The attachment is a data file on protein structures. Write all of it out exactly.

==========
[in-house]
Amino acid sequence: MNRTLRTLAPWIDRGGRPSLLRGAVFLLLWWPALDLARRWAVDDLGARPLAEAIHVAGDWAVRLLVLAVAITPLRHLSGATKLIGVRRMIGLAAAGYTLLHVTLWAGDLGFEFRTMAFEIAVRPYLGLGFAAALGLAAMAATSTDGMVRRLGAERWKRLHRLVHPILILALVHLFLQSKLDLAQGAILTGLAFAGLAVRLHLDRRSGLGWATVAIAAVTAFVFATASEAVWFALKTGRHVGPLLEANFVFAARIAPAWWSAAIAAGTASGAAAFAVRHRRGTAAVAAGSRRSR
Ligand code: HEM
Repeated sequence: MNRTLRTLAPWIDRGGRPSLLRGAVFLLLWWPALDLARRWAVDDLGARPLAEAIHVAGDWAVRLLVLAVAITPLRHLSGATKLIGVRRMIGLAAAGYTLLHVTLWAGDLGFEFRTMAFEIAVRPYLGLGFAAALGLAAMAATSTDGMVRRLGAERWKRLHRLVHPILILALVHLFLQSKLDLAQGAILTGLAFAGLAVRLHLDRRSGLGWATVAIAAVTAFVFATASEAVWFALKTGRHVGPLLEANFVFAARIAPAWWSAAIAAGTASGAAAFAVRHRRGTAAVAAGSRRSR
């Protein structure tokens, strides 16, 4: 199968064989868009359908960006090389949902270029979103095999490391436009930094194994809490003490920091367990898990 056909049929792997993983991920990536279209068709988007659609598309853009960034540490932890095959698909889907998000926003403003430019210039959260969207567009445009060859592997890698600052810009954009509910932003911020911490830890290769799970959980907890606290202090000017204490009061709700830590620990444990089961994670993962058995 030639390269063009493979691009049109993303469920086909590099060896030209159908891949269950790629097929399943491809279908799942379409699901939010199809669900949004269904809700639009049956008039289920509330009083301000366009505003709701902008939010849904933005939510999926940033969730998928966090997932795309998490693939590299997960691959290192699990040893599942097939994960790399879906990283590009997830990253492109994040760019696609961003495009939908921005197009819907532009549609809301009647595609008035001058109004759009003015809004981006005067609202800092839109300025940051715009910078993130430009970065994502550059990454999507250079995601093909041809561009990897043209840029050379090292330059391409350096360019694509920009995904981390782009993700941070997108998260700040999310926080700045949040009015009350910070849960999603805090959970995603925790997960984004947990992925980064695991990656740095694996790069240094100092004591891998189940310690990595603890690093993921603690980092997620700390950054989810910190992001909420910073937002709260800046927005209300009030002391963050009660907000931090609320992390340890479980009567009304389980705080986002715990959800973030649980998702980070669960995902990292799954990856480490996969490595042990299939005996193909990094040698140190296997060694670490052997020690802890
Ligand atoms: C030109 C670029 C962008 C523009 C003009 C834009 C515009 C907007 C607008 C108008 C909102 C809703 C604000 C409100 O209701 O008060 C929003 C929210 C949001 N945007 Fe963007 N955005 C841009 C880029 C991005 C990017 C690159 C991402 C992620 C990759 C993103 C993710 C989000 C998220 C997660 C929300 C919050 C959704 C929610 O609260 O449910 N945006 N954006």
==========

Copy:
[in-house]
Amino acid sequence: MNRTLRTLAPWIDRGGRPSLLRGAVFLLLWWPALDLARRWAVDDLGARPLAEAIHVAGDWAVRLLVLAVAITPLRHLSGATKLIGVRRMIGLAAAGYTLLHVTLWAGDLGFEFRTMAFEIAVRPYLGLGFAAALGLAAMAATSTDGMVRRLGAERWKRLHRLVHPILILALVHLFLQSKLDLAQGAILTGLAFAGLAVRLHLDRRSGLGWATVAIAAVTAFVFATASEAVWFALKTGRHVGPLLEANFVFAARIAPAWWSAAIAAGTASGAAAFAVRHRRGTAAVAAGSRRSR
Ligand code: HEM
Repeated sequence: MNRTLRTLAPWIDRGGRPSLLRGAVFLLLWWPALDLARRWAVDDLGARPLAEAIHVAGDWAVRLLVLAVAITPLRHLSGATKLIGVRRMIGLAAAGYTLLHVTLWAGDLGFEFRTMAFEIAVRPYLGLGFAAALGLAAMAATSTDGMVRRLGAERWKRLHRLVHPILILALVHLFLQSKLDLAQGAILTGLAFAGLAVRLHLDRRSGLGWATVAIAAVTAFVFATASEAVWFALKTGRHVGPLLEANFVFAARIAPAWWSAAIAAGTASGAAAFAVRHRRGTAAVAAGSRRSR
């Protein structure tokens, strides 16, 4: 199968064989868009359908960006090389949902270029979103095999490391436009930094194994809490003490920091367990898990 056909049929792997993983991920990536279209068709988007659609598309853009960034540490932890095959698909889907998000926003403003430019210039959260969207567009445009060859592997890698600052810009954009509910932003911020911490830890290769799970959980907890606290202090000017204490009061709700830590620990444990089961994670993962058995 030639390269063009493979691009049109993303469920086909590099060896030209159908891949269950790629097929399943491809279908799942379409699901939010199809669900949004269904809700639009049956008039289920509330009083301000366009505003709701902008939010849904933005939510999926940033969730998928966090997932795309998490693939590299997960691959290192699990040893599942097939994960790399879906990283590009997830990253492109994040760019696609961003495009939908921005197009819907532009549609809301009647595609008035001058109004759009003015809004981006005067609202800092839109300025940051715009910078993130430009970065994502550059990454999507250079995601093909041809561009990897043209840029050379090292330059391409350096360019694509920009995904981390782009993700941070997108998260700040999310926080700045949040009015009350910070849960999603805090959970995603925790997960984004947990992925980064695991990656740095694996790069240094100092004591891998189940310690990595603890690093993921603690980092997620700390950054989810910190992001909420910073937002709260800046927005209300009030002391963050009660907000931090609320992390340890479980009567009304389980705080986002715990959800973030649980998702980070669960995902990292799954990856480490996969490595042990299939005996193909990094040698140190296997060694670490052997020690802890
Ligand atoms: C030109 C670029 C962008 C523009 C003009 C834009 C515009 C907007 C607008 C108008 C909102 C809703 C604000 C409100 O209701 O008060 C929003 C929210 C949001 N945007 Fe963007 N955005 C841009 C880029 C991005 C990017 C690159 C991402 C992620 C990759 C993103 C993710 C989000 C998220 C997660 C929300 C919050 C959704 C929610 O609260 O449910 N945006 N954006």